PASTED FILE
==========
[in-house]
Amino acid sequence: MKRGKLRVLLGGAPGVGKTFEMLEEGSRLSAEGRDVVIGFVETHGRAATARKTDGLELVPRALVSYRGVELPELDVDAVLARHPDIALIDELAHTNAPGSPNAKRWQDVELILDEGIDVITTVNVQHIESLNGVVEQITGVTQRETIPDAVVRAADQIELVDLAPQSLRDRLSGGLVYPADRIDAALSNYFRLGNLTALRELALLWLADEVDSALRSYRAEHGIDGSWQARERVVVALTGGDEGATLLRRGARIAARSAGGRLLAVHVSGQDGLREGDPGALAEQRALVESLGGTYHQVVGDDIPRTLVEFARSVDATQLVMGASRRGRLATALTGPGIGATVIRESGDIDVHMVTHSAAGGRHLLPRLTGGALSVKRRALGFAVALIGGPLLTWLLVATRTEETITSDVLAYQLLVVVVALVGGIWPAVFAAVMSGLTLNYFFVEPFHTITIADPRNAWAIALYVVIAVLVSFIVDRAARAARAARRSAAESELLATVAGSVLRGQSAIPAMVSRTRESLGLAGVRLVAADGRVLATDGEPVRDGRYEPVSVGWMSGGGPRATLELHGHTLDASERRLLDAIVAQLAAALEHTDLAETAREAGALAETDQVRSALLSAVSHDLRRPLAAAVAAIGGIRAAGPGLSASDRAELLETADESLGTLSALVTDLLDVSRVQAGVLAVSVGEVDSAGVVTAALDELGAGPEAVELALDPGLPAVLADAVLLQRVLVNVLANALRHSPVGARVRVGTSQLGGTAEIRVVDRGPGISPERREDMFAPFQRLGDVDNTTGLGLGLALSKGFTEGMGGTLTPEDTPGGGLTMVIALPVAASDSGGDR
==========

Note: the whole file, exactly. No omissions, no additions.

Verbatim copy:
[in-house]
Amino acid sequence: MKRGKLRVLLGGAPGVGKTFEMLEEGSRLSAEGRDVVIGFVETHGRAATARKTDGLELVPRALVSYRGVELPELDVDAVLARHPDIALIDELAHTNAPGSPNAKRWQDVELILDEGIDVITTVNVQHIESLNGVVEQITGVTQRETIPDAVVRAADQIELVDLAPQSLRDRLSGGLVYPADRIDAALSNYFRLGNLTALRELALLWLADEVDSALRSYRAEHGIDGSWQARERVVVALTGGDEGATLLRRGARIAARSAGGRLLAVHVSGQDGLREGDPGALAEQRALVESLGGTYHQVVGDDIPRTLVEFARSVDATQLVMGASRRGRLATALTGPGIGATVIRESGDIDVHMVTHSAAGGRHLLPRLTGGALSVKRRALGFAVALIGGPLLTWLLVATRTEETITSDVLAYQLLVVVVALVGGIWPAVFAAVMSGLTLNYFFVEPFHTITIADPRNAWAIALYVVIAVLVSFIVDRAARAARAARRSAAESELLATVAGSVLRGQSAIPAMVSRTRESLGLAGVRLVAADGRVLATDGEPVRDGRYEPVSVGWMSGGGPRATLELHGHTLDASERRLLDAIVAQLAAALEHTDLAETAREAGALAETDQVRSALLSAVSHDLRRPLAAAVAAIGGIRAAGPGLSASDRAELLETADESLGTLSALVTDLLDVSRVQAGVLAVSVGEVDSAGVVTAALDELGAGPEAVELALDPGLPAVLADAVLLQRVLVNVLANALRHSPVGARVRVGTSQLGGTAEIRVVDRGPGISPERREDMFAPFQRLGDVDNTTGLGLGLALSKGFTEGMGGTLTPEDTPGGGLTMVIALPVAASDSGGDR